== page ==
© NASA/Ricardo Nunes

Venus at superior solar conjunction

Dominic Ford, Editor
From the Inner Planets feed

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The sky at

Venus will pass very close to the Sun in the sky as its orbit carries it around the far side of the solar system from the Earth.

This occurs once in every synodic cycle of the planet (584 days), and marks the end of Venus's apparition in the morning sky and its transition to become an evening object over the next few weeks.

At closest approach, Venus will appear at a separation of only 1°00' from the Sun, making it totally unobservable for several weeks while it is lost in the Sun's glare.

Venus will also pass apogee – the time when it is most distant from the Earth – at around the same time, since it will lie exactly opposite to the Earth in the Solar System. It will move to a distance of 1.72 AU from the Earth, making it appear small and very distant. If it could be observed, it would measure 9.7 arcsec in diameter, whilst appearing completely illuminated.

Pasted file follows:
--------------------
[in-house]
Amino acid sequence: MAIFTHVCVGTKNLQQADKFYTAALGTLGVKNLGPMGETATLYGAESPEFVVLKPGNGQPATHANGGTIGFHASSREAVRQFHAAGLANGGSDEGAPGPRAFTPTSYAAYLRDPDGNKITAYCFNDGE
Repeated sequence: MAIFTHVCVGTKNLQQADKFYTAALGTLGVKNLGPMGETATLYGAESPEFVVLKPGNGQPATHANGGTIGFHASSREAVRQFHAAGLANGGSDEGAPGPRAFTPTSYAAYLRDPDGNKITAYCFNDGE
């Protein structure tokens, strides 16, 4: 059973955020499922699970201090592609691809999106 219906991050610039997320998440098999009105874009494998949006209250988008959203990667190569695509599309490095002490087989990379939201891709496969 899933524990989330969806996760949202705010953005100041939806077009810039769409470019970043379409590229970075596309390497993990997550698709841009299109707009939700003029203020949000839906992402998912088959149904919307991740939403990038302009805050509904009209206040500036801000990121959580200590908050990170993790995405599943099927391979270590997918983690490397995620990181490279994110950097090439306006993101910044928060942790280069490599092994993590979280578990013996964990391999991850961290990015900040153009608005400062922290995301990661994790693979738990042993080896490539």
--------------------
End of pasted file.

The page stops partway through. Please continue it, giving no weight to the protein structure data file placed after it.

The exact position of Venus at the moment it passes solar conjunction will be:

Object Right Ascension Declination Constellation Angular Size
Venus 13h59m00s -11°04' Virgo 9.7"
Sun 13h57m -12°01' Virgo 32'09"

The coordinates above are given in J2000.0.

The sky on 25 October 2014
Sunrise
07:08
Sunset
17:47
Twilight ends
19:21
Twilight begins
05:34

2-day old moon
Waxing Crescent

2%

2 days old

Planets
Rise Culm. Set
Mercury 05:48 11:31 17:15
Venus 07:08 12:29 17:50
Moon 08:52 13:57 19:01
Mars 12:01 16:24 20:48
Jupiter 00:55 07:57 14:59
Saturn 08:52 13:52 18:52
All times shown in EDT.

Warning

Never attempt to point a pair of binoculars or a telescope at an object close to the Sun. Doing so may result in immediate and permanent blindness.

Source

The circumstances of this event were computed using the DE405 planetary ephemeris published by the Jet Propulsion Laboratory (JPL).

This event was automatically generated by searching the ephemeris for planetary alignments which are of interest to amateur astronomers, and the text above was generated based on an estimate of your location.

Related news

23 Mar 2014  –  Venus at greatest elongation west
09 May 2015  –  Venus reaches highest point in evening sky
06 Jun 2015  –  Venus at greatest elongation east
21 Oct 2015  –  Venus reaches highest point in morning sky

Image credit

© NASA/Ricardo Nunes

Cambridge

Latitude:
Longitude:
Timezone:

42.38°N
71.11°W
EDT

Color scheme